Going back to just prior the Second World War, as of January 1, 1940, the official population of the Royalist Kingdom of Yugoslavia (RKJ) as published in the 1940-41 League of Nations Yearbook, was 15, 596,000.

In other words Yugoslavia’s population actually increased by 83,000 people during the Second World War.

However the pre-WWII figure did not include Istria, the city of Rijeka, the Slovenian Adriatic coast and a number of Dalmatian islands, which at that time were all under Italian occupation.

But these occupied areas, which (according to Italian sources) had a combined population of over 600,000 were part of the 1948 census, so in order to make a true and scientific demographic comparison between the two censuses, the actual population growth figure of 83,000 needs be subtracted off the figure of 600,000 to get the real loss of population.

This then gives a figure of about 517,000 – a number that is relatively close to the official SFRJ figure of about 596,000 that Yugoslavia submitted to the West German government in its bid for war reparations in 1964.

What about the NDH?

In 1966, the Yugoslav League of Communists published a list of WWII dead in the Independent State of Croatia or NDH. That number came to 185,327, a figure that also included 51,534 that died in all NDH-run camps such as Jasenovac between April 10, 1941 and May 8, 1945.

This means that if this figure is subtracted from the total of 596,293 people killed in WWII in Yugoslavia, 410,966 or about 69 per cent were killed outside of the NDH.

This clearly puts into perspective the propaganda and TV-inspired finger wagging by the likes of Wiesenthal Centre head Ephraim Zuroff and a raft of so-called historians and (mainly Leftist) journalists from all over the world.

It also exposes this second tier of professional liars and propagandists for what they really are, and who in some cases are actually paid to perpetuate, reinforce and spread anti-Croatian myths through via the use of the cognitive repetition of falsehoods.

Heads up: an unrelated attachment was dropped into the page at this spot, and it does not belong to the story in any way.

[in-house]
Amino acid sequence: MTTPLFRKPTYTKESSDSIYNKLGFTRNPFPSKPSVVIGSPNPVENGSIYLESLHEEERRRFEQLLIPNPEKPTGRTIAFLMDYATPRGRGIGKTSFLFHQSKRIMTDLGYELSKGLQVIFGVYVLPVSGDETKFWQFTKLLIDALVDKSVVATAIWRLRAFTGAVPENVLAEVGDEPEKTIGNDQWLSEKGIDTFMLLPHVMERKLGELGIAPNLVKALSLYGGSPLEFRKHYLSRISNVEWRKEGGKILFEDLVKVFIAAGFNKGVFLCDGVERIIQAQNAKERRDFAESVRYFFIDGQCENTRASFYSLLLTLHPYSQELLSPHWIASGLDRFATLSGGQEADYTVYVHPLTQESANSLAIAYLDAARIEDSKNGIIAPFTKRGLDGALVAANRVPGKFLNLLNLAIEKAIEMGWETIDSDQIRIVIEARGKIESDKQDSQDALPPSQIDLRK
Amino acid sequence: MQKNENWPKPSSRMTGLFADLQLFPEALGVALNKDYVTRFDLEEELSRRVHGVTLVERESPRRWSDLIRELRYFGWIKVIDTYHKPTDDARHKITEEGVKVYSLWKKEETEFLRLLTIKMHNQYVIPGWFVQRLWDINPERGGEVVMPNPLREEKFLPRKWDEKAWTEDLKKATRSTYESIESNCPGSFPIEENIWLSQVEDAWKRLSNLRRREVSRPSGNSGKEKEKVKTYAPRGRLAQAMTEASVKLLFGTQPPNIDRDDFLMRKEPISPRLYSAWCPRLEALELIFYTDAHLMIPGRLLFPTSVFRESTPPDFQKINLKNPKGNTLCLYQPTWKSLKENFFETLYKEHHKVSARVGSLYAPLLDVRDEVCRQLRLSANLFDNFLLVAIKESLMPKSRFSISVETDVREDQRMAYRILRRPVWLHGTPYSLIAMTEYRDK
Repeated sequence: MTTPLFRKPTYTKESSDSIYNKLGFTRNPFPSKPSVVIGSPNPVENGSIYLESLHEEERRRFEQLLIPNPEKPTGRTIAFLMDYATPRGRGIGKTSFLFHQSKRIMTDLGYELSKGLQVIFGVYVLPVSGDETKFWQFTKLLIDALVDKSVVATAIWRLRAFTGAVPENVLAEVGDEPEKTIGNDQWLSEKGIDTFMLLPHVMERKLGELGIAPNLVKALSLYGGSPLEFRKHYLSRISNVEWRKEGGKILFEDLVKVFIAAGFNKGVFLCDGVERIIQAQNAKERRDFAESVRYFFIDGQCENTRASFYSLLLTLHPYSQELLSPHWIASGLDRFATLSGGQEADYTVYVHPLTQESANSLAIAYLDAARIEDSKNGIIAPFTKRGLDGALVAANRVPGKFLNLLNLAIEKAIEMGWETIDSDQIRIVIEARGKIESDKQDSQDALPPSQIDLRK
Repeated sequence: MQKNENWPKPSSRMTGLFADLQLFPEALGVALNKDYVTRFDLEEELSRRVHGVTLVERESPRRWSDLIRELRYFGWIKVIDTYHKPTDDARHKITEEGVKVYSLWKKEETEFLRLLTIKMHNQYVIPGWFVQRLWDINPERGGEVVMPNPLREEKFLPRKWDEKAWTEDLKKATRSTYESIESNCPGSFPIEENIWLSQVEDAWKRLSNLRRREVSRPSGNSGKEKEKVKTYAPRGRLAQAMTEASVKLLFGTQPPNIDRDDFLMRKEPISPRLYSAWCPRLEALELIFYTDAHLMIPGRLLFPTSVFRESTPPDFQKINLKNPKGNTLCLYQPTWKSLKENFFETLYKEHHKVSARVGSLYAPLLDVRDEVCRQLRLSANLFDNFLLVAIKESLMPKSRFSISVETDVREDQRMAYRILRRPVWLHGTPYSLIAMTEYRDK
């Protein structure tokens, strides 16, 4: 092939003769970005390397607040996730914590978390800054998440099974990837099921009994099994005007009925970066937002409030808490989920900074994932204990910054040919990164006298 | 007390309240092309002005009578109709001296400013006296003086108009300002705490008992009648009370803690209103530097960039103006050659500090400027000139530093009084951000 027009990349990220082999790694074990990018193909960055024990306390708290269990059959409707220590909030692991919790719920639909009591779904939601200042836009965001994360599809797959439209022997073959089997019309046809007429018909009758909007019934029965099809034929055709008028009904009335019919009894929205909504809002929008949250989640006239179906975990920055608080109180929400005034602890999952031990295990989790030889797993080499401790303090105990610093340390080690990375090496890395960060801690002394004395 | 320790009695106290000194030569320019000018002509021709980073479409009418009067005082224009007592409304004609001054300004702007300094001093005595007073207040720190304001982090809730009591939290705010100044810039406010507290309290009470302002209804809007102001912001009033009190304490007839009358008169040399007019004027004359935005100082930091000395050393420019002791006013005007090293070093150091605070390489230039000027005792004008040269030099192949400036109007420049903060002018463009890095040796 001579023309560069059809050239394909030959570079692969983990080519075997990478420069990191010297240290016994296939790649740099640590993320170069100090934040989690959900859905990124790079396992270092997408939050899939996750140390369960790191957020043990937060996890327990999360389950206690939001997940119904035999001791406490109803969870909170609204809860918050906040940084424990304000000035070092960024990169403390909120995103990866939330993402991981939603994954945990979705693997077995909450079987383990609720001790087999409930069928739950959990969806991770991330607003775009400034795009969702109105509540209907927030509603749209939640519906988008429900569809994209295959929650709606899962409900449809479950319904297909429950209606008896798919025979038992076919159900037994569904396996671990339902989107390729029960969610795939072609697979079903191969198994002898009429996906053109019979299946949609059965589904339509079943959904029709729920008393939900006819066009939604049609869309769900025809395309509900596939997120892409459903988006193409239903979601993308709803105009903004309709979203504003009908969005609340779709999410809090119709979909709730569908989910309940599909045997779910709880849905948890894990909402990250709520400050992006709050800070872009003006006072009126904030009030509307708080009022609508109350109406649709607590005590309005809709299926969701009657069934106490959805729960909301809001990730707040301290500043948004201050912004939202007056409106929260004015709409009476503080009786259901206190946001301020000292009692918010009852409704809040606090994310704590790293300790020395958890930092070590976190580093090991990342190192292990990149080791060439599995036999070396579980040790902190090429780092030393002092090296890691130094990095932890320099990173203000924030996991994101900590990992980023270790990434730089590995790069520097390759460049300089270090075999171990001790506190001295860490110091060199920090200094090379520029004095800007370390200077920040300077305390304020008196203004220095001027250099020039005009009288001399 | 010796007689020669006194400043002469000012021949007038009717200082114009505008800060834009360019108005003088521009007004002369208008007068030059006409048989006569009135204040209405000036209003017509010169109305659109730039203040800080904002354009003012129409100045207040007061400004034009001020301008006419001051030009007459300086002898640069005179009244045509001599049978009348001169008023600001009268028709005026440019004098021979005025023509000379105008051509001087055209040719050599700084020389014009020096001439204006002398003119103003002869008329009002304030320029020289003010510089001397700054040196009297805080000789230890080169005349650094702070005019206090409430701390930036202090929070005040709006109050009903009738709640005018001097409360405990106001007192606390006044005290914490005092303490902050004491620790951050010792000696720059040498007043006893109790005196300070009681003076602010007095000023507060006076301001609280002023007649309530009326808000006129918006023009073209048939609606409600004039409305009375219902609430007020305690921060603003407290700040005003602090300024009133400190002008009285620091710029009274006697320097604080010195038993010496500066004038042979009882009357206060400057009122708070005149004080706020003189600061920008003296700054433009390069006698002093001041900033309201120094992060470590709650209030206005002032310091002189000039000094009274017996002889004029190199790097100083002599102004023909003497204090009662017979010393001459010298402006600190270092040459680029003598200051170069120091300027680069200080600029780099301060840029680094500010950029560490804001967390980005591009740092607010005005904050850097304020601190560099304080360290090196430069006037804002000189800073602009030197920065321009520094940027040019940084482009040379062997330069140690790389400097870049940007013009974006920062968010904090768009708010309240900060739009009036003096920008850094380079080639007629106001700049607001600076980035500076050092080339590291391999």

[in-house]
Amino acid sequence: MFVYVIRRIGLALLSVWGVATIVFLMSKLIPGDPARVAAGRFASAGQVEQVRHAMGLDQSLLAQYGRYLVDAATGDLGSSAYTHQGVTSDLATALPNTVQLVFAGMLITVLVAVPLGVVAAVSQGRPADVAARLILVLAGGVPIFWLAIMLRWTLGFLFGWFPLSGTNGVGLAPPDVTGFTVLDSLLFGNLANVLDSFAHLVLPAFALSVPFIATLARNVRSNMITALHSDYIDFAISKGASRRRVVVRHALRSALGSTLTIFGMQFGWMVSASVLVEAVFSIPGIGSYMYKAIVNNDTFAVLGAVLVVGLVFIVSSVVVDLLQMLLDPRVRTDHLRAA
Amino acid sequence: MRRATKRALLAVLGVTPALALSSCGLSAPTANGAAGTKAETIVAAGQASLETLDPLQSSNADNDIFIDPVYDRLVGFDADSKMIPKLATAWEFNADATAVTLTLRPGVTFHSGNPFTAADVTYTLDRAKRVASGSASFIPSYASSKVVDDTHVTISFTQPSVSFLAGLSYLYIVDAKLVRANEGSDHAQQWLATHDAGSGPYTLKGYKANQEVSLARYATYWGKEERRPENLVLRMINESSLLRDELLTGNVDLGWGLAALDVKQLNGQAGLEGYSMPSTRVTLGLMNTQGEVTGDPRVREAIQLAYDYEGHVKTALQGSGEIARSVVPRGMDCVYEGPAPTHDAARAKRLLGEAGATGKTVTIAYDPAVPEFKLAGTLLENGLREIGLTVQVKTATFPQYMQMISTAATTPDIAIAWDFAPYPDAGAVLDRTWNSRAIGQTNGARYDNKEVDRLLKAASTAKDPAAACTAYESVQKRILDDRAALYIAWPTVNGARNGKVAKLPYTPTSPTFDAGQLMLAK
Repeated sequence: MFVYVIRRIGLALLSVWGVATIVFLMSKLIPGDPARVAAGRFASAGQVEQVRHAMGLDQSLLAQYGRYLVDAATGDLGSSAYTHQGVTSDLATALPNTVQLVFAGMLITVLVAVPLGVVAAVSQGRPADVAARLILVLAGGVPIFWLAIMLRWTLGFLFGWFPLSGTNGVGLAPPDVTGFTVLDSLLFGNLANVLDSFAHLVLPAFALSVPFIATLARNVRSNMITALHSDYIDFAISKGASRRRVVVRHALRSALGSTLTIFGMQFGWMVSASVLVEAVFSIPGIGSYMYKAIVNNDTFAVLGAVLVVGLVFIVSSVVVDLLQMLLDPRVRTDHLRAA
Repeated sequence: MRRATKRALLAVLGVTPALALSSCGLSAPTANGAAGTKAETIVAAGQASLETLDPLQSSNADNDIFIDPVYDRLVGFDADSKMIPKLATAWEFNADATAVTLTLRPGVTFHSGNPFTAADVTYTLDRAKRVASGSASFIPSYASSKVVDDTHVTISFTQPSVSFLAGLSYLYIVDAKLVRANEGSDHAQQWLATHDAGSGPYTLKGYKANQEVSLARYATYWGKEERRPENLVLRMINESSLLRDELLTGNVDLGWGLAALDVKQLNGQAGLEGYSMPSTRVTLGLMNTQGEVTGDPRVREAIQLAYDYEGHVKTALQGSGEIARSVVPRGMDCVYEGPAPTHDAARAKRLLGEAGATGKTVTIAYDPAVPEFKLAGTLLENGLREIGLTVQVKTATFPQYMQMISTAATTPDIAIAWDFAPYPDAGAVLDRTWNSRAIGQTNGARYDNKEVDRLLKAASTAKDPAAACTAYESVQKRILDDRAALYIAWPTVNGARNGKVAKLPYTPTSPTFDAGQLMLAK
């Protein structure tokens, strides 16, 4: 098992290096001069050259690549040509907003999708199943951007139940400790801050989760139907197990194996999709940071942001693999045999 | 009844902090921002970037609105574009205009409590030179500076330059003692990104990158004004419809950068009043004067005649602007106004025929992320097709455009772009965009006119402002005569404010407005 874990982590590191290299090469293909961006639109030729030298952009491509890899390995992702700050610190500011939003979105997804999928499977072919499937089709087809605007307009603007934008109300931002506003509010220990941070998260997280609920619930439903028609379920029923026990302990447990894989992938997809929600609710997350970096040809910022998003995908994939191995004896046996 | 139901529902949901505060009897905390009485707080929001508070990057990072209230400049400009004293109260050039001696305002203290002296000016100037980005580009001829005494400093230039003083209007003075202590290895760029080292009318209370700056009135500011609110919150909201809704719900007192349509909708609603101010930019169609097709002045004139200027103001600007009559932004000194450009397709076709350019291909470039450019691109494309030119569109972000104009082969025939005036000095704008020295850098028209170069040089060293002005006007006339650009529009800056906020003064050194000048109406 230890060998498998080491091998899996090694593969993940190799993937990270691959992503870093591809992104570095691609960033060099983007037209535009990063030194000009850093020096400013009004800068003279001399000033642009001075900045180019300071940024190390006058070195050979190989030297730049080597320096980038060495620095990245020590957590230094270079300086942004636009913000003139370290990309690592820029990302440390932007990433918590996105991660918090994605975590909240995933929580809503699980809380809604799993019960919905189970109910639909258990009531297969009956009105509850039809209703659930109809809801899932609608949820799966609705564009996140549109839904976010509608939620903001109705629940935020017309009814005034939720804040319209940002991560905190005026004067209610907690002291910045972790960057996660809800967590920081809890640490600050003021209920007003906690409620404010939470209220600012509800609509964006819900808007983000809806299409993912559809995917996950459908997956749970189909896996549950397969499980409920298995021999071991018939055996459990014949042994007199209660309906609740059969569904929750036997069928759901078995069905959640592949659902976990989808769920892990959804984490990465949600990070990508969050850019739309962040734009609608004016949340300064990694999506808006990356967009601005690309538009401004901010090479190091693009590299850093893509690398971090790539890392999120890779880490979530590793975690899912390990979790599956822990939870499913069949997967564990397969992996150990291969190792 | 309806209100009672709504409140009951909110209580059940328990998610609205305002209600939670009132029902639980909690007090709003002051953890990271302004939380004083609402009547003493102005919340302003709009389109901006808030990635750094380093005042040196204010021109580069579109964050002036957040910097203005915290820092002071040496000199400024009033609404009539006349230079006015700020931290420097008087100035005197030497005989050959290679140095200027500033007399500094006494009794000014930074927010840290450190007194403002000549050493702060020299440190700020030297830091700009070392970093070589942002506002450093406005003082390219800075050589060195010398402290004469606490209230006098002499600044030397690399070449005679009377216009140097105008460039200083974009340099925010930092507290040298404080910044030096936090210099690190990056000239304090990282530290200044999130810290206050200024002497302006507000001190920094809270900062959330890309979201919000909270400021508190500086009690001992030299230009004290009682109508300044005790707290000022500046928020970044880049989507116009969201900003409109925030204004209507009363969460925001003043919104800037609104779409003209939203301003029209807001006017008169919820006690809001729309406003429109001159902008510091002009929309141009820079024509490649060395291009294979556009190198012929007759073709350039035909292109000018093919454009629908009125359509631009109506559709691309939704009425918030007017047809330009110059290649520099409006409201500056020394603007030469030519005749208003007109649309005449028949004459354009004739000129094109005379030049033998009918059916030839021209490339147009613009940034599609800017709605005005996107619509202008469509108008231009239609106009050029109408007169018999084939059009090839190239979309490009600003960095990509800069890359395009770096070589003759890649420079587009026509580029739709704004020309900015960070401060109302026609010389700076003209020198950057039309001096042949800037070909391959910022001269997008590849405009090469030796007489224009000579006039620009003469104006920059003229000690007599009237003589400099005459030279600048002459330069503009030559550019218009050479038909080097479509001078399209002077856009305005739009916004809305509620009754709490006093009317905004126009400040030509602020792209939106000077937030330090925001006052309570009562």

What does this all mean?

If the implications of these lies were not so serious, as was seen by the Yugoslav Wars of the 1990’s, then, much like the false assertion of the “50 German Divisions tied down by the Yugoslav Partisans”, they would remain nothing short of laughable.

But these figures are serious- they are not only a blunt instrument designed to bludgeon the collective Croatian spirit – they are also part and parcel of the lies poisoning Croatian society with a pungent toxicity that feeds into the culture war currently being played out across the country from the media to the universities and right into the heart of the Sabor.

While Croatia’s recent (2016) Minster of Culture, Dr. Zlatko Hasanbegovic has his hands full fending off multiple attacks from the globalised extreme Left, the pro-Yugoslav rent-a-crowd, Belgrade’s Chetnik elite, opportunistic journalists and a raft of other fellow travellers who want their five minutes in the sun, it is irrefutable that winning this ‘war of numbers’ is crucial for the EU’s newest member.

The outcome of this war will determine the future cultural direction of the country, and win or lose, the result will be likely felt not just by Croatia’s 4.25 million citizens, but also the Diaspora and the whole of the Balkans as well.